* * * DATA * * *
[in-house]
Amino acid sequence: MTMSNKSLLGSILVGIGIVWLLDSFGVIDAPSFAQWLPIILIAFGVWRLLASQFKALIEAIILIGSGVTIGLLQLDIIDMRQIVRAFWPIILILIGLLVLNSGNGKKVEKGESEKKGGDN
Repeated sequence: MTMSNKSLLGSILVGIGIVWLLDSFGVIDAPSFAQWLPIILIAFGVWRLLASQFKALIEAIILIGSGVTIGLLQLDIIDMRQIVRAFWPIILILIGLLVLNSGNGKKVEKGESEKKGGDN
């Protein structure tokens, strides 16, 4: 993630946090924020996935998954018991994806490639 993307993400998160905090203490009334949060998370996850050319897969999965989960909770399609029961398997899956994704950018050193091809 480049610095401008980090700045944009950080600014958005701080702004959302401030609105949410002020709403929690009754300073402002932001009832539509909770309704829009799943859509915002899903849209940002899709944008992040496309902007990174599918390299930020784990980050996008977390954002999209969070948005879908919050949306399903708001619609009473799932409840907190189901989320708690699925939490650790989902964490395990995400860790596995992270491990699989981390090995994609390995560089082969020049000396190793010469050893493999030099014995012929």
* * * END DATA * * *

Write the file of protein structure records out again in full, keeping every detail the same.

[in-house]
Amino acid sequence: MTMSNKSLLGSILVGIGIVWLLDSFGVIDAPSFAQWLPIILIAFGVWRLLASQFKALIEAIILIGSGVTIGLLQLDIIDMRQIVRAFWPIILILIGLLVLNSGNGKKVEKGESEKKGGDN
Repeated sequence: MTMSNKSLLGSILVGIGIVWLLDSFGVIDAPSFAQWLPIILIAFGVWRLLASQFKALIEAIILIGSGVTIGLLQLDIIDMRQIVRAFWPIILILIGLLVLNSGNGKKVEKGESEKKGGDN
């Protein structure tokens, strides 16, 4: 993630946090924020996935998954018991994806490639 993307993400998160905090203490009334949060998370996850050319897969999965989960909770399609029961398997899956994704950018050193091809 480049610095401008980090700045944009950080600014958005701080702004959302401030609105949410002020709403929690009754300073402002932001009832539509909770309704829009799943859509915002899903849209940002899709944008992040496309902007990174599918390299930020784990980050996008977390954002999209969070948005879908919050949306399903708001619609009473799932409840907190189901989320708690699925939490650790989902964490395990995400860790596995992270491990699989981390090995994609390995560089082969020049000396190793010469050893493999030099014995012929």